Financial wellness basics you need to understand for Financial Literacy Month

Financial wellness basics you need to know for Financial Literacy Month

Many Americans visit their doctor for a physical every year, an annual check-in that helps ensure your physical health is where it should be. And just like an annual check-in for your physical health, you could also use an annual check-in to monitor your financial wellness.

What better time to do so than Financial Literacy Month?

Financial Literacy Month reminds us of the importance of overall financial literacy, helping Americans build and maintain healthy financial habits. And whether you’re a seasoned pro or you’re just getting into the financial literacy game, there are a few basics you’ll want to know—starting with budgeting, credit scores, and saving and investing.

Let’s get to it.

Setting a budget: the ‘how’ and ‘why’ of planning your expenses

We’re going to go out on a limb here and assume that most American consumers have at least heard of budgeting and understand the general concept of creating a budget—but currently, only about two in five Americans have a budget in place for their family or household [1].


Having a budget not only provides you with a roadmap of where you are spending your cash each month, but it also can outline clear goals and actionable ways to meet those goals. So whether you’re saving for a vacation, your kids to go to college, or your own retirement, having a budget can help you get there. You wouldn’t start a road trip without having at least a general idea of how you’re going to get to your final destination, right?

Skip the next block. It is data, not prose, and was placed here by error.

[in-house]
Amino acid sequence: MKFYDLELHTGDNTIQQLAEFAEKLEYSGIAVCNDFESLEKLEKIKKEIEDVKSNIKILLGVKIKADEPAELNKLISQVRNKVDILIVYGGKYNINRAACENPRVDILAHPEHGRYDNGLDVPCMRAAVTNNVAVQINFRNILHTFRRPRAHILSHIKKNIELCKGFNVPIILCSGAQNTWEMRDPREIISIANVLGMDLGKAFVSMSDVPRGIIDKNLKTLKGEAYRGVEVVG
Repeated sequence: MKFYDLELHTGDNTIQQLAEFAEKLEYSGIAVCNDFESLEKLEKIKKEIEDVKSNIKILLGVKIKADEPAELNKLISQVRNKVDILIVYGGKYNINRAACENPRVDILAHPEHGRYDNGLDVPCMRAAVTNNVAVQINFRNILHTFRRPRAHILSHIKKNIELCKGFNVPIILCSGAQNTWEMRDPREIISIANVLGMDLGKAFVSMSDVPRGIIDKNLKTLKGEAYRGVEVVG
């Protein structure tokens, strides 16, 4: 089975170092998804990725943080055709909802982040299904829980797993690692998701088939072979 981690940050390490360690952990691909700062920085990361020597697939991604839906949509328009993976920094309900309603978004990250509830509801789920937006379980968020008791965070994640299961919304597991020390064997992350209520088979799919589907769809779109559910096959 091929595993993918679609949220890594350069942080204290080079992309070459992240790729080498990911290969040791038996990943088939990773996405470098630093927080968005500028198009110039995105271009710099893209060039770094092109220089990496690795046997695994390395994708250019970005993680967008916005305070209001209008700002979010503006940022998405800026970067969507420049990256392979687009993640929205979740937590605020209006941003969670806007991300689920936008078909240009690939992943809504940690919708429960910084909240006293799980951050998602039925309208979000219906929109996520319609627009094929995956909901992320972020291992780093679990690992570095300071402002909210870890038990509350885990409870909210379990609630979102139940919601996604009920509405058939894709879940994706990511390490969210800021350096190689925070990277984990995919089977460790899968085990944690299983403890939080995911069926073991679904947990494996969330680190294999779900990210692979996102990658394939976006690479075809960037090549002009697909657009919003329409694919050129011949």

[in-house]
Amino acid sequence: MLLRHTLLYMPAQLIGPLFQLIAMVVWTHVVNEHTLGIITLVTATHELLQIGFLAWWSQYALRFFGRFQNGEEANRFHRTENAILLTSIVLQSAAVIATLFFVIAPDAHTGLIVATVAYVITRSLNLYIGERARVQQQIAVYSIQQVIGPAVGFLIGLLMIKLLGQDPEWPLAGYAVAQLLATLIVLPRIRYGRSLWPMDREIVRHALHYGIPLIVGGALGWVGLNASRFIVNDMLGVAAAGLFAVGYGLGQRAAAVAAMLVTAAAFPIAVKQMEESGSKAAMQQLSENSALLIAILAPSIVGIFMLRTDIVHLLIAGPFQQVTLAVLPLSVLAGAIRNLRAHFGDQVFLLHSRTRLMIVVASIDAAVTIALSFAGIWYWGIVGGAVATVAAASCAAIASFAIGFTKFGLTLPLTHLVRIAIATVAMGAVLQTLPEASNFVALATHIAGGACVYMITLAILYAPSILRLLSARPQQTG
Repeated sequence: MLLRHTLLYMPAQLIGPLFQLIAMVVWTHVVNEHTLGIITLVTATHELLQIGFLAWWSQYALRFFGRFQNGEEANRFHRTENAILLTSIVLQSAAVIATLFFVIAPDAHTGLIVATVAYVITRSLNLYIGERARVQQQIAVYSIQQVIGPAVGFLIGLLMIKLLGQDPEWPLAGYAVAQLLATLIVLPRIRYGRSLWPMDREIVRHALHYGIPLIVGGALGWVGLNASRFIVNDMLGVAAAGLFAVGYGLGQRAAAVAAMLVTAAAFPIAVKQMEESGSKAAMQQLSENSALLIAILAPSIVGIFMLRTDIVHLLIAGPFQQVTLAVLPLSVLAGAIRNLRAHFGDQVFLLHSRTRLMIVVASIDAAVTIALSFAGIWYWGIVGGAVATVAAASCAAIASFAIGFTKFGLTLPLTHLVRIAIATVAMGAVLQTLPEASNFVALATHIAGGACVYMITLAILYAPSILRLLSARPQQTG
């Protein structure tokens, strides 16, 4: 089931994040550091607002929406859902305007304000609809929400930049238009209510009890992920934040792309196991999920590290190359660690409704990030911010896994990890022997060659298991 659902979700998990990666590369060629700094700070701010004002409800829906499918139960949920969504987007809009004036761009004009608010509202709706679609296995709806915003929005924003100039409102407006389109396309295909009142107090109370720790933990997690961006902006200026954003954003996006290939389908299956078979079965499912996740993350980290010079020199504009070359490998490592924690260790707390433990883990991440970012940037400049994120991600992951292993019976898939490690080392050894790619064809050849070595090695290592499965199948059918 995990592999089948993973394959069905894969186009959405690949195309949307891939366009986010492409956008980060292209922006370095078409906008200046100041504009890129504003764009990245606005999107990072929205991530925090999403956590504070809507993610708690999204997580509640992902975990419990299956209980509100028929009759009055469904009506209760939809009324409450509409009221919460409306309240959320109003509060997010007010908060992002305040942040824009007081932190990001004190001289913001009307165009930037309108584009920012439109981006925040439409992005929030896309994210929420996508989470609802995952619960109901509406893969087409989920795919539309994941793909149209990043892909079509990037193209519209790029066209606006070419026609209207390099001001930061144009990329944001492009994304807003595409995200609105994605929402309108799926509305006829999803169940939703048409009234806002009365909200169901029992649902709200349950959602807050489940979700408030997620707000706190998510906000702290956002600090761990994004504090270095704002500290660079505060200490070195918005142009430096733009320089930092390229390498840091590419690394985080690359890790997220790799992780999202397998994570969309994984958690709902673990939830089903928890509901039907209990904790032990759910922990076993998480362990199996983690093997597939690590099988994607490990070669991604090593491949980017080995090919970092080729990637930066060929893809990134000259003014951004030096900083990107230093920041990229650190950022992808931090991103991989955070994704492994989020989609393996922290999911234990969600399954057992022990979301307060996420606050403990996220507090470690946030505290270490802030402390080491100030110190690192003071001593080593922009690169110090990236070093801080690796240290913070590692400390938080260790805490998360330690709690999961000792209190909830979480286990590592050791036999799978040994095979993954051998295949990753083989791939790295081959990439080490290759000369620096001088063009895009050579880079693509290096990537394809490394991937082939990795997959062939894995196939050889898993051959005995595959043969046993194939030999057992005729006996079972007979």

Budgeting gives you a solid, concrete plan for how you’re going to spend (and save) your money moving forward and forces you to spend only the amount you allotted in your budget on a given line item. Further, creating a budget can help keep you from living paycheck-to-paycheck and ensure you have enough money to cover all of your monthly bills, plus have some left over. All things considered, a monthly budget puts you back in control of your finances—the first step to achieving overall financial wellness.

But how do you do it?

Planning a monthly budget

Clearly, having a well-defined budget is important. But setting a budget can seem like a daunting task (who really likes to crunch numbers, anyway?) for many workers. Luckily, in reality, even a financial newbie can successfully set—and follow—a monthly budget.

So how do you get started? Think about the basics—how much money do I have, and how much do I need to cover my basic monthly expenses? Take a look at your paystub and determine what your take-home pay is relative to your necessities, like food, housing costs, regular bills, car payments, and the like. From there, take a look at what is left over and split the amount between discretionary expenses and saving. Remember to think critically about your goals while divvying up the remaining balance—if you want to save $5,000 per year, for example, you should allocate the leftover funds accordingly.

If you’re stumped thinking about all the areas you may need to allocate money each month, experts recommend including the following ten categories in your budget, as you see fit:

  • Health

  • Recreation

  • Personal

  • Giving

  • Saving

  • Housing

  • Food

  • Transportation

  • Insurance

  • Utilities

Need more help planning out your monthly budget?
Download our free budgeting worksheet.

How bad credit is derailing your overall financial wellness